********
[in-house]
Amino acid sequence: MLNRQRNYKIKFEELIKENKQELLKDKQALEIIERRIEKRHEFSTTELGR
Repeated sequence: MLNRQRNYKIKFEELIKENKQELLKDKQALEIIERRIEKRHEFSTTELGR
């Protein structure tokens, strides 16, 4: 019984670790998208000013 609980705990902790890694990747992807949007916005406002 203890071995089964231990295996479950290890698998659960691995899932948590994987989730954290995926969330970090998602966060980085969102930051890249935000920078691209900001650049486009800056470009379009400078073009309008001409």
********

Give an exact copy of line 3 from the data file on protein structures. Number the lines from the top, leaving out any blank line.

Repeated sequence: MLNRQRNYKIKFEELIKENKQELLKDKQALEIIERRIEKRHEFSTTELGR